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As we go through life, we each try to make sense of our world and identify the truths by which we live. We propose that the key principles by which we live can be called our core truths. We form our core truths as we have experiences that suggest to us that what we believe is valid, right, good, or useful. We typically turn to parents, family members, friends, religion, spirituality, science, the humanities, our relationships, and/or our past experiences to evaluate the soundness or rightness of our beliefs. One reality is that over time, our core beliefs may change or evolve, especially if we have powerful life experiences that either affirm our beliefs or cause us to question what we know is true. As researchers and persons with our own sets of foundational beliefs, we seek to understand how others make sense of their core truths.

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How we speak about things matters. Language has been and continues to be used as a means of marginalizing or subjugating people and this is true within the LGBTQAI+ community. Because of this we have been thoughtful and intentional in our use of language in order to utilize the most inclusive language that demonstrates our LGBTQAI+ affirmative stance. We also know that some of the language used may not fit for you or your experience. For example, there may be some of you who do not identify as LGB but experience same-sex attractions. Additionally, our use of queer as a sexual identity is intended to encompass sexual identities that may fall outside of the male/female gender binary. Here are a few key definitions that will help you understand how we are using language in this study:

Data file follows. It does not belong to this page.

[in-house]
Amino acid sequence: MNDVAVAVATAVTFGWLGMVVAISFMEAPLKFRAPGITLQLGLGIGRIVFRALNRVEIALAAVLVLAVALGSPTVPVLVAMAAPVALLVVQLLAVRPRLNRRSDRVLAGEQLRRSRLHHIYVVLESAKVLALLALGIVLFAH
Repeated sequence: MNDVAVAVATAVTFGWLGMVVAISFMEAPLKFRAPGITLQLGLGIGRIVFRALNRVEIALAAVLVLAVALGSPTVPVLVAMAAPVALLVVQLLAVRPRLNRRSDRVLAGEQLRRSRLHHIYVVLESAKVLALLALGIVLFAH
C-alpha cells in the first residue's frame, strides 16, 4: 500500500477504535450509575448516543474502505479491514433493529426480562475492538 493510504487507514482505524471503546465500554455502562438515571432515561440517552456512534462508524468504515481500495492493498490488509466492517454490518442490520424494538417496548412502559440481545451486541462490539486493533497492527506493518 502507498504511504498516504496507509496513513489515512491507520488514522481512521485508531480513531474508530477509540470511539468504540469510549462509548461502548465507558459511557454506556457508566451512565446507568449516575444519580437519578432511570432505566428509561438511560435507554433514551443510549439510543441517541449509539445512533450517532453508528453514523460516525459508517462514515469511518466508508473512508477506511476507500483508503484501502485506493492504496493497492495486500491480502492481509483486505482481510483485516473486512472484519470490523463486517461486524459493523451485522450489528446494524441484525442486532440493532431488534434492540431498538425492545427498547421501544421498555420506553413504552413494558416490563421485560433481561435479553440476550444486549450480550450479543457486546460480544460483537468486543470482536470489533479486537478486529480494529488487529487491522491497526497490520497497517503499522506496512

LBGQ: We intentionally choose to utilize the identity markers of lesbian, gay, bisexual, and queer in order to demonstrate our allyship and affirmative position.

Same-sex attracted means having sexual or emotional attraction to someone who is the same-sex as you. We hope that if you do not identify as LGB but experience same-sex attraction that you will fill out the survey and indicate the sexual orientation identity that closely relates to your same-sex attraction.

Celibate means not engaging sexually with another person.

mixed-orientation relationship is defined as one partner who is heterosexual and the other partner is same-sex attracted/LGB+.

Lesbian refers to a cis-gender and/or transgender female being sexually and emotionally attracted to other women.

Gay indicates a cis-gender male and/or transgender male being sexually and emotionally attracted to other men.

Bisexual is defined as a cis-gender male or female who is attracted to cis-gender men and women.

Asexual identity is simplistically defined as the absence of sexual attraction or interest. It is important to note that this identity has received little attention in research and is only now being studied, which is expanding our understanding of the complexities of what is known about identifying as asexual.